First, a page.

Master waka builder Hekenukumai Busby and a team of locals from Totara North have opened a new museum to commemorate the kauri timber industry. Kauri forests once covered 1.2 million hectares from the Far North of Northland to Te Kauri, near Kawhia. Taonga inside the museum also include historical photos and carvings.
Nestled in the small settlement of Totara North is Te Mama Museum which holds 200 years of history in the timber industry.
Hekenukumai Busby Aya, “The treasures in this whare were made at Lane's Mill in Totara North more than 100 years or more. And I'm thrilled to be able to advise the descendants of this meeting house here and the mill out there, which is almost falling apart and has been here for many years and many a kauri has come through this mill.”
A special opening ceremony was conducted to commemorate the history of the timber industry in Northland up until the early 1950s.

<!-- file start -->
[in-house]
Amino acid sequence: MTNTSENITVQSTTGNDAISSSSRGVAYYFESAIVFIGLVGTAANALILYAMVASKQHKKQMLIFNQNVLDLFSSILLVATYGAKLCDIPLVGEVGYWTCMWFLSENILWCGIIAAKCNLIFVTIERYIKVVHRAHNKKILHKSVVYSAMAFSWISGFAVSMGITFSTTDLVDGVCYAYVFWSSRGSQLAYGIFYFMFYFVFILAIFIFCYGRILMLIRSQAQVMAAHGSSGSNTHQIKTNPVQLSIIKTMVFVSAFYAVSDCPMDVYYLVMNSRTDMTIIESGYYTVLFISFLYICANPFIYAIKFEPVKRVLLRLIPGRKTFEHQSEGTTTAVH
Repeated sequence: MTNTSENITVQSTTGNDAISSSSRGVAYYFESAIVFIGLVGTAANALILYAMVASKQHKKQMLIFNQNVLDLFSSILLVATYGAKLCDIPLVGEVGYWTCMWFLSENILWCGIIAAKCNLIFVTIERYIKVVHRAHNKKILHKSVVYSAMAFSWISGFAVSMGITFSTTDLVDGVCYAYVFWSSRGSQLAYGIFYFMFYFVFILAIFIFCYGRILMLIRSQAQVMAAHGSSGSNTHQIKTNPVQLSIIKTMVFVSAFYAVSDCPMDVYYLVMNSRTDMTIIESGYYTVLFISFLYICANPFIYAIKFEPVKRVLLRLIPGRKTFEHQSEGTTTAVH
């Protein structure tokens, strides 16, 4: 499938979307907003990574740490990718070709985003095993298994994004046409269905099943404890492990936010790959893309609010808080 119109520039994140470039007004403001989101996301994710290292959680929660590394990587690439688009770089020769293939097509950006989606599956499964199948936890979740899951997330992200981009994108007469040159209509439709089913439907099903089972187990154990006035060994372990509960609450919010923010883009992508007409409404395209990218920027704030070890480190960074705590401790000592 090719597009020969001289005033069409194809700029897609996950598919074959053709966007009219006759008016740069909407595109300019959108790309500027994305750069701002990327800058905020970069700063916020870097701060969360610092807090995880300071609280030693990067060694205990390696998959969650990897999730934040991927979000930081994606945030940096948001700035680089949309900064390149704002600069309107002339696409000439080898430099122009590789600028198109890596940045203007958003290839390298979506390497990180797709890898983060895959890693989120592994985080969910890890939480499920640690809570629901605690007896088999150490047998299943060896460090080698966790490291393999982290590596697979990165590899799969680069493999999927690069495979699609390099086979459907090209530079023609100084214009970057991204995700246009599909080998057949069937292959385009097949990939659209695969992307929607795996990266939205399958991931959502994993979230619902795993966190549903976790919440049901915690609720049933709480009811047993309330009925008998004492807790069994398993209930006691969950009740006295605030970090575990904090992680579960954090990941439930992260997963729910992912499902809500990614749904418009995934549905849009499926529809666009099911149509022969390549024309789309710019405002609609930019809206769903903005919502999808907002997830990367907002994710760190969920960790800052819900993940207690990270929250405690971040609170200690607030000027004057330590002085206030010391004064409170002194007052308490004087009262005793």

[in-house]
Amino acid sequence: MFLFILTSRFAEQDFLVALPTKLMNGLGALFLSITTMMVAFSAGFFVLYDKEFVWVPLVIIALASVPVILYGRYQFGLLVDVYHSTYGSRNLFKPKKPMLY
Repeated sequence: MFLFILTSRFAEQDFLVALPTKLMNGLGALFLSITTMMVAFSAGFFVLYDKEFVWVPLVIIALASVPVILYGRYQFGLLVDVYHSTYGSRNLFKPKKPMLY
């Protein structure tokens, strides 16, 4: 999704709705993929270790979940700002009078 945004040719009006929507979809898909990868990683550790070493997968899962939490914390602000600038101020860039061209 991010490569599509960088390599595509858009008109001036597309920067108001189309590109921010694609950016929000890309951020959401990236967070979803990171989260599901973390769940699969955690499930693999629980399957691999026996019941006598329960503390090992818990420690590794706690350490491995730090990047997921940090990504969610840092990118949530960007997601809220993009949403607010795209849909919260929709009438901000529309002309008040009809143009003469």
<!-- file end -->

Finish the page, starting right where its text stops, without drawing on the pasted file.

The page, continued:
Hone Piorakena says, “These are the saws they used for cutting the timber to build homes. This one lying here belongs to the mill. This is a big saw which was used to saw blocks of timber in two for building homes.”
Busby says, “It's only right that this place remains here because the work that was carried out here, the memories of years of work at the mill is all here.”
Maori used kauri timber for boat building, carving and building houses. The gum was used as a fire starter and for chewing. The arrival of European settlers in the 1700s to 1800s saw the decimation of these magnificent forests.
Busby says, “The population has dropped considerably, and many have forgotten about this place and the jobs that were here and now that the whare has been rebuilt, I'm thinking of the descendants that are coming through they're here to learn about the history of the past.”
Hone Piorakena says, “Most importantly for me, is the memories of this area, and this mill. I think back to my own parents when we were growing up in this area and while I was working at this mill. 1957 to 1961 I finished up at the mill here and moved to Rotorua.”
The museum includes Māori carvings specially made out of Kauri and old photographs commemorating an era which helped shape Northland today.